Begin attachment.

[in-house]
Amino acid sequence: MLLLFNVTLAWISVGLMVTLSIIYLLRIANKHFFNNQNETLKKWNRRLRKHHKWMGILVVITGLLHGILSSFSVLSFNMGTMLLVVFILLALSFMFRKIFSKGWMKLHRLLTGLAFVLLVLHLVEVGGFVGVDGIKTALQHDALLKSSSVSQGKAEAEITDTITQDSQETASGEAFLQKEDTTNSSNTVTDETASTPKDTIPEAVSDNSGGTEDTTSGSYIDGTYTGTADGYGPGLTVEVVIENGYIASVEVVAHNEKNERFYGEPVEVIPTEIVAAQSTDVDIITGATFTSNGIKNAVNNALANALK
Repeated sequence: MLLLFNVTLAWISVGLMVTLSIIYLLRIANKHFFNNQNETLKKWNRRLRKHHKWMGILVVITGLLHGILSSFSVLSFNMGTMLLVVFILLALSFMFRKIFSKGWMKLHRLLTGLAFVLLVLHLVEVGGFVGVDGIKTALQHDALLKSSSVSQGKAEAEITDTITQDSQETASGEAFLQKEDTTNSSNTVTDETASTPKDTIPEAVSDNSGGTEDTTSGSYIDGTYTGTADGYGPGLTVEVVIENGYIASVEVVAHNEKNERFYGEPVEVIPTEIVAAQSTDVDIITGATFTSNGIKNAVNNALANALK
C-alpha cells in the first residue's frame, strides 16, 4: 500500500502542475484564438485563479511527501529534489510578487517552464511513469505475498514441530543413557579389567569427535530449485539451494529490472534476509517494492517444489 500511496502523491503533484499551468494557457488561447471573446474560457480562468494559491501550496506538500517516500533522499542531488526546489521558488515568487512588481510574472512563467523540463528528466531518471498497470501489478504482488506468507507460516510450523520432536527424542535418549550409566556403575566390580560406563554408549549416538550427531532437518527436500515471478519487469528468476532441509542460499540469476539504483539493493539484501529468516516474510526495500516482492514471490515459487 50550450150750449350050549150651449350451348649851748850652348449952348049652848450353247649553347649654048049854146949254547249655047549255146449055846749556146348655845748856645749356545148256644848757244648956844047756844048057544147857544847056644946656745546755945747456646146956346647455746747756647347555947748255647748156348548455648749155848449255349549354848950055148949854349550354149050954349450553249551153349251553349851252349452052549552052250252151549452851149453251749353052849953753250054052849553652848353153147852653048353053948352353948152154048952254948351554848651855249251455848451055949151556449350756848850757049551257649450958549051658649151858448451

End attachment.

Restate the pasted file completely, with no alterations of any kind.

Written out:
[in-house]
Amino acid sequence: MLLLFNVTLAWISVGLMVTLSIIYLLRIANKHFFNNQNETLKKWNRRLRKHHKWMGILVVITGLLHGILSSFSVLSFNMGTMLLVVFILLALSFMFRKIFSKGWMKLHRLLTGLAFVLLVLHLVEVGGFVGVDGIKTALQHDALLKSSSVSQGKAEAEITDTITQDSQETASGEAFLQKEDTTNSSNTVTDETASTPKDTIPEAVSDNSGGTEDTTSGSYIDGTYTGTADGYGPGLTVEVVIENGYIASVEVVAHNEKNERFYGEPVEVIPTEIVAAQSTDVDIITGATFTSNGIKNAVNNALANALK
Repeated sequence: MLLLFNVTLAWISVGLMVTLSIIYLLRIANKHFFNNQNETLKKWNRRLRKHHKWMGILVVITGLLHGILSSFSVLSFNMGTMLLVVFILLALSFMFRKIFSKGWMKLHRLLTGLAFVLLVLHLVEVGGFVGVDGIKTALQHDALLKSSSVSQGKAEAEITDTITQDSQETASGEAFLQKEDTTNSSNTVTDETASTPKDTIPEAVSDNSGGTEDTTSGSYIDGTYTGTADGYGPGLTVEVVIENGYIASVEVVAHNEKNERFYGEPVEVIPTEIVAAQSTDVDIITGATFTSNGIKNAVNNALANALK
C-alpha cells in the first residue's frame, strides 16, 4: 500500500502542475484564438485563479511527501529534489510578487517552464511513469505475498514441530543413557579389567569427535530449485539451494529490472534476509517494492517444489 500511496502523491503533484499551468494557457488561447471573446474560457480562468494559491501550496506538500517516500533522499542531488526546489521558488515568487512588481510574472512563467523540463528528466531518471498497470501489478504482488506468507507460516510450523520432536527424542535418549550409566556403575566390580560406563554408549549416538550427531532437518527436500515471478519487469528468476532441509542460499540469476539504483539493493539484501529468516516474510526495500516482492514471490515459487 50550450150750449350050549150651449350451348649851748850652348449952348049652848450353247649553347649654048049854146949254547249655047549255146449055846749556146348655845748856645749356545148256644848757244648956844047756844048057544147857544847056644946656745546755945747456646146956346647455746747756647347555947748255647748156348548455648749155848449255349549354848950055148949854349550354149050954349450553249551153349251553349851252349452052549552052250252151549452851149453251749353052849953753250054052849553652848353153147852653048353053948352353948152154048952254948351554848651855249251455848451055949151556449350756848850757049551257649450958549051658649151858448451